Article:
Neues vom PostgreSQL Planet
In my previous blog, I briefly walked through how the bulk/batch insertion was done for postgres_fdw in PG14. In this blog, I am going to run some basic tests to compare the performance for before and after the batch insertion was introduced in postgres_fdw, so that we can have a general idea about whether this feature makes any difference.
Upgrading one’s operating system to new major version is an important system maintenance task and it’s usually a good thing. It brings new features, security improvements, access to newer packages and so on. Sometimes it doesn’t go that smoothly, for example the updated system will refuse to start. But upgrading the OS running a Postgres cluster and involving a glibc library version update, or migrating a database to another machine running another OS (and glibc) version poses a little known, but very significant risk…
Decoding of large transactions:
In my recent post on time-weighted averages, I described how my early career as an electrochemist exposed me to the importance of time-weighted averages, which shaped how we built them into TimescaleDB hyperfunctions.
Over the years, many of our PostgreSQL clients have asked whether it makes sense to create indexes before – or after – importing data. Does it make sense to disable indexes when bulk loading data, or is it better to keep them enabled? This is an important question for people involved in data warehousing and large-scale data ingestion. So let’s dig in and figure it out:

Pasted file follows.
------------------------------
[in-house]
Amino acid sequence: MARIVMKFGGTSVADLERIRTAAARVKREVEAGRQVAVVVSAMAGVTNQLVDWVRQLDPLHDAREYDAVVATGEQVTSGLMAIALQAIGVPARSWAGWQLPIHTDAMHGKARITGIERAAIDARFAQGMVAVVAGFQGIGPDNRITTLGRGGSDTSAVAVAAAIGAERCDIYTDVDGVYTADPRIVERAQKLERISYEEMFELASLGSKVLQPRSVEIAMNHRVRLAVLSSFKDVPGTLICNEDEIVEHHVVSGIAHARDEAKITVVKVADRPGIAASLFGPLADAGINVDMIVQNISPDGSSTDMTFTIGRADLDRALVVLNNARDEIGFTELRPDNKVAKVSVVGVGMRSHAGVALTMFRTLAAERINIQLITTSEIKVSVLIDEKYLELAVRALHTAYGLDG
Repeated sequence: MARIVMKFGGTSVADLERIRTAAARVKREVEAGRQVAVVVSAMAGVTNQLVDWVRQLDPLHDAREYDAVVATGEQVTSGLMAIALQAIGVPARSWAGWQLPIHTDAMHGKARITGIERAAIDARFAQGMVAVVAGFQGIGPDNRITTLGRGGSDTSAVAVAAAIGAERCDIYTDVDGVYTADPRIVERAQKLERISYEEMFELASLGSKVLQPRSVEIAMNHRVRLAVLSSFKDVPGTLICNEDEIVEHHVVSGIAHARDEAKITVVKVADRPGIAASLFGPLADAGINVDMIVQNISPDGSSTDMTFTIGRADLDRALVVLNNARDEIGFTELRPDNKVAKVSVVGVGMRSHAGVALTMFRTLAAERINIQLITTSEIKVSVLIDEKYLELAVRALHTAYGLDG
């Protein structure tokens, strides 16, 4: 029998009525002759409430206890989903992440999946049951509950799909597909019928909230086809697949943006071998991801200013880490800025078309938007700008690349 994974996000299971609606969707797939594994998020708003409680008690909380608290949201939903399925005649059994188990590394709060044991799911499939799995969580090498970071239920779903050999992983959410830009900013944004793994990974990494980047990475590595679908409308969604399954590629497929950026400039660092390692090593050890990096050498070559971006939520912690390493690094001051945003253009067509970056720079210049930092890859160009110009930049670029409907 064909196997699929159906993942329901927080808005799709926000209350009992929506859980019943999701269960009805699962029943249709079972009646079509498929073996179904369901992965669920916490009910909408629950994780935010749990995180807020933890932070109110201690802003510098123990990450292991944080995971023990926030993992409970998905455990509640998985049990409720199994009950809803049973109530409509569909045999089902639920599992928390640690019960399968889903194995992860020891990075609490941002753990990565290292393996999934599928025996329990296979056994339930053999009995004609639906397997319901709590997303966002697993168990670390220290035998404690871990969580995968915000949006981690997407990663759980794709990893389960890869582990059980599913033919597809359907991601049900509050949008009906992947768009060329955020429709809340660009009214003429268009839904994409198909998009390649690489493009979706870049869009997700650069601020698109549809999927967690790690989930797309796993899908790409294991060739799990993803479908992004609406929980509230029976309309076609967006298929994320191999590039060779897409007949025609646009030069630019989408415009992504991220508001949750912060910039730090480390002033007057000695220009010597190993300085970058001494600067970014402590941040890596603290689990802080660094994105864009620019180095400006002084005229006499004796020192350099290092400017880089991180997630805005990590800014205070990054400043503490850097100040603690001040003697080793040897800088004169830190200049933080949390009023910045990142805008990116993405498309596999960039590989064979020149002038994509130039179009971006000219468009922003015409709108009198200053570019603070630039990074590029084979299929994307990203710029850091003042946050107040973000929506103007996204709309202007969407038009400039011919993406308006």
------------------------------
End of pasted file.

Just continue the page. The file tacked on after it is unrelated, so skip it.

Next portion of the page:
One of the often cited advantages of the PostgreSQL project is its resiliency. Especially in the presence of rogue actors: being a distributed Community, it is hard to target any individual, group or entity and affect/disrupt the whole Community.
The PostGIS Team is pleased to release the first alpha of the upcoming PostGIS 3.2.0 release.
Below are the dates of Postgres major version releases and when they first became available on RDS and Aurora.
Useful for gaining a leg up in your office AWS Managed Postgres Major Version Release Date betting pool.
One of the major revelations for almost every new user to Postgres is that there’s no technical advantage of specifying columns as varchar(n) compared to just using bound-less text. Not only is the text type provided as a convenience (it’s not in the SQL standard), but using it compared to constrained character types like char and varchar carries no performance penalty. From the Postgres docs on character type (and note that character varying is the same thing as varchar):
Hubert 'depesz' Lubaczewski: Waiting for PostgreSQL 15 – Revoke PUBLIC CREATE from public schema, now owned by pg_database_owner.
pgbackrest supports the JSON output format, and this can be useful to automate some information analysys.
After a few months of research and experimentation with running a heavily DB-dependent Go app, we’ve arrived at the conclusion that sqlc is the figurative Correct Answer when it comes to using Postgres (and probably other databases too) in Go code beyond trivial uses. Let me walk you through how we got there.
First, let’s take a broad tour of popular options in Go’s ecosystem: